Labrador links to the Jones and Clark op-eds in his missive, but doesn’t address their substantive criticisms—that ADF is a political advocacy group exerting control over the state’s litigation via provisions about public statements and records requests. ADF “has significant experience successfully litigating complex constitutional and administrative law cases and has an impressive track record at the U.S. Supreme Court with 15 victories in the past 12 years,” Labrador writes, notably omitting that many of those victories are about religious objections to state and federal law, and the biggie, Dobbs, only happened because an octogenarian justice croaked at precisely the right time for them. Labrador adds that the “ADF regularly works with state attorneys general across the country to defend the rule of law and freedom for all Americans,” again, eliding that the “freedom” to which ADF is purportedly so devoted has resulted in letting states ban abortion and businesses refuse to serve LGBTQ people.

Labrador continues: “They have agreed to assist the state at no cost to the taxpayers. Unsurprisingly, those who criticize ADF are relying on smears from a discredited organization that critics allege has become ‘more of a partisan progressive hit operation than a civil rights watchdog,’ as Politico reported.” It’s so interesting for him to say this, since ADF fancies itself as something of a civil rights organization, yet has been outed by reporters and appellate lawyers as seeding partisan hit jobs.

It feels like a page right out of the Sam Alito Playbook for Big Boys to Prove Just How Non-ideological and Ethical They Are. Recall Alito running to the Wall Street Journal opinion section in the spring of 2023 and saying: “We are being hammered daily, and I think quite unfairly in a lot of instances. And nobody, practically nobody, is defending us.” (Alito later wrote his own WSJ opinion piece to try to prebutt a ProPublica investigation about a fishing trip with conservative megadonors.)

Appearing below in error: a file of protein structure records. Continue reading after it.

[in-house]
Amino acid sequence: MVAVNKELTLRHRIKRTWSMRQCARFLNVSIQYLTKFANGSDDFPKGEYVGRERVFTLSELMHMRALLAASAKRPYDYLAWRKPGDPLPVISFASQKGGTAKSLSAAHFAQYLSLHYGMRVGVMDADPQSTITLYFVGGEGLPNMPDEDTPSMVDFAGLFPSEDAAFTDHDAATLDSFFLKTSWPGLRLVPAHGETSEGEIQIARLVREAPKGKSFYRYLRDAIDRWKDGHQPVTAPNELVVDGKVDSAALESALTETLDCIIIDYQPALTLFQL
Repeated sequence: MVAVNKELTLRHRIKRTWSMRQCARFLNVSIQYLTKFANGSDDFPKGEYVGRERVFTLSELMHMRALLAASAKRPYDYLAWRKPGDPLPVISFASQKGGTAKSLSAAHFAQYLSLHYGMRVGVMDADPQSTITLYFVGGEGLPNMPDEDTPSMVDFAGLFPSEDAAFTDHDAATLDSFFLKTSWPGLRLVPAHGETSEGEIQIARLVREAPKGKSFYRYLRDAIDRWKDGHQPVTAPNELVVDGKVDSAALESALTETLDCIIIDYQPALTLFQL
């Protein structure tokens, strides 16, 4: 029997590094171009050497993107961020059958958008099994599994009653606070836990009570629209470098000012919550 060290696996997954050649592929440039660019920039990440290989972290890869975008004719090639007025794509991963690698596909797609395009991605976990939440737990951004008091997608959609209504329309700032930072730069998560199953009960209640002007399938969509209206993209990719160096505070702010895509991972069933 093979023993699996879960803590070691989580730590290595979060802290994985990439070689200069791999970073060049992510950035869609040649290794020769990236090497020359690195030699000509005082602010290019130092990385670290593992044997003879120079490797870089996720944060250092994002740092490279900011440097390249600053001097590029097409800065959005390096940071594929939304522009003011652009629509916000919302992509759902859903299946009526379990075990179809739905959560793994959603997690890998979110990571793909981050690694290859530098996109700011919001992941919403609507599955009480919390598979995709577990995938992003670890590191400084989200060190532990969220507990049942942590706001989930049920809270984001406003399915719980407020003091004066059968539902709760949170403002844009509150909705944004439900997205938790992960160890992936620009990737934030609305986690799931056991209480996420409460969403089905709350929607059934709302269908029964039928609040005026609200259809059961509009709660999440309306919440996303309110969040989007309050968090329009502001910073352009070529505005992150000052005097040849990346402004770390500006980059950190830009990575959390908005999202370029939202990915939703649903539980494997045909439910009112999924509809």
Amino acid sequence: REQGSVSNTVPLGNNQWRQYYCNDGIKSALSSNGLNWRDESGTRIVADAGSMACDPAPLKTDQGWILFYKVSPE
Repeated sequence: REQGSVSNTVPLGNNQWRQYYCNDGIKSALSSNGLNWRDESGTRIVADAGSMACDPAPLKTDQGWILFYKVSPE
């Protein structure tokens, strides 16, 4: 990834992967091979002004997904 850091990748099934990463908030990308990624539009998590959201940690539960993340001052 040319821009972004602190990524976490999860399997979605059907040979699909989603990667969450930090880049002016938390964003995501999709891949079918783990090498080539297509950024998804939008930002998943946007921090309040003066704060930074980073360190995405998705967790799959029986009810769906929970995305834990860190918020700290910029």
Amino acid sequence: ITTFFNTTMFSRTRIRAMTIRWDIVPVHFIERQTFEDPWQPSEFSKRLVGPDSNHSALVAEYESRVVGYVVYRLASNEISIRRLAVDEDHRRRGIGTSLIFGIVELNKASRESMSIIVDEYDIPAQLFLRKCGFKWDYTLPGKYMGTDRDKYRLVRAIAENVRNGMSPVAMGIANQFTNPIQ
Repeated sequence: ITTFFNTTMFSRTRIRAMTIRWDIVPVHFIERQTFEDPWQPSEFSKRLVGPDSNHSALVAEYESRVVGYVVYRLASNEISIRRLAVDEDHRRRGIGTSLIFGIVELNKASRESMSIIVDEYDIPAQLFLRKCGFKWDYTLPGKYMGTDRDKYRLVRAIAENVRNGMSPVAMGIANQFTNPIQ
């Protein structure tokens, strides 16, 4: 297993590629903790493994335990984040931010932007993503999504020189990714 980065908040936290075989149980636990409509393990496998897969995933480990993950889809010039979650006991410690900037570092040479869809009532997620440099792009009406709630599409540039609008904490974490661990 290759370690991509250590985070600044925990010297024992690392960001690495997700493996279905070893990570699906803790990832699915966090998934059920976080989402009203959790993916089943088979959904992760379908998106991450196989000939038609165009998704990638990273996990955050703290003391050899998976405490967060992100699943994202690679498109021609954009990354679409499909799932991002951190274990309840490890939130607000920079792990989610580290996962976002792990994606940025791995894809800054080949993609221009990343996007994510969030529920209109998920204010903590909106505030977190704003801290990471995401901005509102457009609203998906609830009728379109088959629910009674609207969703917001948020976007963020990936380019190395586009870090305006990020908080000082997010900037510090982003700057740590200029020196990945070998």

People who haven’t read the Jones and Clark essays could come away thinking that Labrador is a righteous fighter, but that would be in part because Labrador ignores the biggest issues that others have raised and instead tries to paint his detractors as aggrieved whiners. It’s all reminiscent of Alito not being content with his power and loudly complaining that people are mean to him—he believes he’s entitled to the eternal respect of an infallible wizard in a robe.

Why does any of this matter? It looks increasingly likely that ADF, on behalf of its client the state of Idaho, will argue at the Supreme Court that federal law doesn’t supercede state law when it comes to abortions. The argument is that hospitals don’t have to provide abortions when women or pregnant people are experiencing a medical emergency—not until they’re in imminent danger of dying, in which case, fingers crossed doctors can save them in time. With the help of ADF, the state also advanced a legal argument for fetal personhood in a November filing, saying that “EMTALA treats an unborn child as a patient.” 

While making arguments this unhinged, it sure seems like Labrador doesn’t want Idahoans or members of the press digging any further into the groups’ relationship. He’s laser focused on getting a Supreme Court victory that further oppresses people, and you’re just a whiner if you think women deserve more rights than fetuses.